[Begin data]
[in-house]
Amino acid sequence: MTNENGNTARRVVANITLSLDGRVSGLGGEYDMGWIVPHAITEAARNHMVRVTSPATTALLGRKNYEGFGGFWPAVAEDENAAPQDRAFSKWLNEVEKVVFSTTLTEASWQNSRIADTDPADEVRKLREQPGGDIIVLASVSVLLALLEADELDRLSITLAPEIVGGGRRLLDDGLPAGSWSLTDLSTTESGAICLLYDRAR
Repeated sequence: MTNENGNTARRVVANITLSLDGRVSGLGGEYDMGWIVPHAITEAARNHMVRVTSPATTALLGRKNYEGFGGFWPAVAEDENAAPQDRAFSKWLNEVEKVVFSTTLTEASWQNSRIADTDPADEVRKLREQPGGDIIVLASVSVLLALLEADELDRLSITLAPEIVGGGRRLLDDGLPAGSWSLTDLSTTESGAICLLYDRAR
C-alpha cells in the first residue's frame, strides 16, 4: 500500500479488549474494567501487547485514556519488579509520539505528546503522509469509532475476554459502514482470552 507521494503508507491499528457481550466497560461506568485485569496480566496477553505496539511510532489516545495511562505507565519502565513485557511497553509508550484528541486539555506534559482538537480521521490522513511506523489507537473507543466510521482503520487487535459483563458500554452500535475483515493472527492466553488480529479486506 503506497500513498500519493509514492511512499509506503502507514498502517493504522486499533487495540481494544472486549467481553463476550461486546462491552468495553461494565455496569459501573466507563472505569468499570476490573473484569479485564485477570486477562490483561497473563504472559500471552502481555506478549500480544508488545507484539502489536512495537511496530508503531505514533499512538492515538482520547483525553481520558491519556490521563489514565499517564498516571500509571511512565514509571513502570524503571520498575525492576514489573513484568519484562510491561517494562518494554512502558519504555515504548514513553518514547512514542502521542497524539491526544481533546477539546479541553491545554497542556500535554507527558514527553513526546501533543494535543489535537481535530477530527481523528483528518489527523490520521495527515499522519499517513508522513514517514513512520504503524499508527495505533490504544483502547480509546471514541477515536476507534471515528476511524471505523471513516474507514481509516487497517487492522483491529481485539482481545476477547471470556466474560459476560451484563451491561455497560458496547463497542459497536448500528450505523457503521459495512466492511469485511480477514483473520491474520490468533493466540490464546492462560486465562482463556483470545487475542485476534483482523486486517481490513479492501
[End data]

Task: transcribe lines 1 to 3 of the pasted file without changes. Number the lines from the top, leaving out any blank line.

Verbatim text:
[in-house]
Amino acid sequence: MTNENGNTARRVVANITLSLDGRVSGLGGEYDMGWIVPHAITEAARNHMVRVTSPATTALLGRKNYEGFGGFWPAVAEDENAAPQDRAFSKWLNEVEKVVFSTTLTEASWQNSRIADTDPADEVRKLREQPGGDIIVLASVSVLLALLEADELDRLSITLAPEIVGGGRRLLDDGLPAGSWSLTDLSTTESGAICLLYDRAR
Repeated sequence: MTNENGNTARRVVANITLSLDGRVSGLGGEYDMGWIVPHAITEAARNHMVRVTSPATTALLGRKNYEGFGGFWPAVAEDENAAPQDRAFSKWLNEVEKVVFSTTLTEASWQNSRIADTDPADEVRKLREQPGGDIIVLASVSVLLALLEADELDRLSITLAPEIVGGGRRLLDDGLPAGSWSLTDLSTTESGAICLLYDRAR